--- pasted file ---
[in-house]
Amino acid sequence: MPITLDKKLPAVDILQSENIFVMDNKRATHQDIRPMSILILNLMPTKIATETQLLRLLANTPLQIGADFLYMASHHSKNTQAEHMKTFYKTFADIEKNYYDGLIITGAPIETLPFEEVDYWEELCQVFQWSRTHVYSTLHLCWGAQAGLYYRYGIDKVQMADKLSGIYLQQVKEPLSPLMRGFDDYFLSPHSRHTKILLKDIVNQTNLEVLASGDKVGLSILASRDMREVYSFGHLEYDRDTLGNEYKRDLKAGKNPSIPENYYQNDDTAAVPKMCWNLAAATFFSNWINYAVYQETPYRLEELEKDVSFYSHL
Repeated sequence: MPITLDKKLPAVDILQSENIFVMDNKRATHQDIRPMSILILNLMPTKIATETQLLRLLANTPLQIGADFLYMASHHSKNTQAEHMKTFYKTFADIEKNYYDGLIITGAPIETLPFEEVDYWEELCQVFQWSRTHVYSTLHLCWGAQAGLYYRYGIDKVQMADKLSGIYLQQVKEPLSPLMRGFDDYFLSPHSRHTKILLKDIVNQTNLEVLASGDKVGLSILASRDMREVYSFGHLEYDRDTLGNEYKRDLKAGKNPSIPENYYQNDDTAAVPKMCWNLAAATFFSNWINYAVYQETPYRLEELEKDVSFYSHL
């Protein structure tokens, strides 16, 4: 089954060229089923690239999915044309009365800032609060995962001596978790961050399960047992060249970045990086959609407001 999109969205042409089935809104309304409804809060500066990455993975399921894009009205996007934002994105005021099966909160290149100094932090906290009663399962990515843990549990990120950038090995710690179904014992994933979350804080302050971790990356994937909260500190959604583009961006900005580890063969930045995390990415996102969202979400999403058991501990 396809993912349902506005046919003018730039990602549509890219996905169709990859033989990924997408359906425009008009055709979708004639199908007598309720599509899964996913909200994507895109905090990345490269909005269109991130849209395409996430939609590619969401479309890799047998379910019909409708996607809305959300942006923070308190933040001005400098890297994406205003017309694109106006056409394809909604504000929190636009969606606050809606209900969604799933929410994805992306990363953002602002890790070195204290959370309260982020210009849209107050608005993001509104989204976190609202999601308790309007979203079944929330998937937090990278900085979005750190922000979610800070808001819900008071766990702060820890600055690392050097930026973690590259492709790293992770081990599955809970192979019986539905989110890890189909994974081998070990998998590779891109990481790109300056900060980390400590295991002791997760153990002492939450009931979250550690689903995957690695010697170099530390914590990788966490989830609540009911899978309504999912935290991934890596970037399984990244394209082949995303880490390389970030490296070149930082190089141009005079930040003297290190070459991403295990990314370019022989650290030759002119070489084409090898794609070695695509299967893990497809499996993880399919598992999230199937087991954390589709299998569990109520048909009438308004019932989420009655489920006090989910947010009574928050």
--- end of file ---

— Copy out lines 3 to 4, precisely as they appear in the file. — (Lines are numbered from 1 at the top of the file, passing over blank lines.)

Repeated sequence: MPITLDKKLPAVDILQSENIFVMDNKRATHQDIRPMSILILNLMPTKIATETQLLRLLANTPLQIGADFLYMASHHSKNTQAEHMKTFYKTFADIEKNYYDGLIITGAPIETLPFEEVDYWEELCQVFQWSRTHVYSTLHLCWGAQAGLYYRYGIDKVQMADKLSGIYLQQVKEPLSPLMRGFDDYFLSPHSRHTKILLKDIVNQTNLEVLASGDKVGLSILASRDMREVYSFGHLEYDRDTLGNEYKRDLKAGKNPSIPENYYQNDDTAAVPKMCWNLAAATFFSNWINYAVYQETPYRLEELEKDVSFYSHL
């Protein structure tokens, strides 16, 4: 089954060229089923690239999915044309009365800032609060995962001596978790961050399960047992060249970045990086959609407001 999109969205042409089935809104309304409804809060500066990455993975399921894009009205996007934002994105005021099966909160290149100094932090906290009663399962990515843990549990990120950038090995710690179904014992994933979350804080302050971790990356994937909260500190959604583009961006900005580890063969930045995390990415996102969202979400999403058991501990 396809993912349902506005046919003018730039990602549509890219996905169709990859033989990924997408359906425009008009055709979708004639199908007598309720599509899964996913909200994507895109905090990345490269909005269109991130849209395409996430939609590619969401479309890799047998379910019909409708996607809305959300942006923070308190933040001005400098890297994406205003017309694109106006056409394809909604504000929190636009969606606050809606209900969604799933929410994805992306990363953002602002890790070195204290959370309260982020210009849209107050608005993001509104989204976190609202999601308790309007979203079944929330998937937090990278900085979005750190922000979610800070808001819900008071766990702060820890600055690392050097930026973690590259492709790293992770081990599955809970192979019986539905989110890890189909994974081998070990998998590779891109990481790109300056900060980390400590295991002791997760153990002492939450009931979250550690689903995957690695010697170099530390914590990788966490989830609540009911899978309504999912935290991934890596970037399984990244394209082949995303880490390389970030490296070149930082190089141009005079930040003297290190070459991403295990990314370019022989650290030759002119070489084409090898794609070695695509299967893990497809499996993880399919598992999230199937087991954390589709299998569990109520048909009438308004019932989420009655489920006090989910947010009574928050």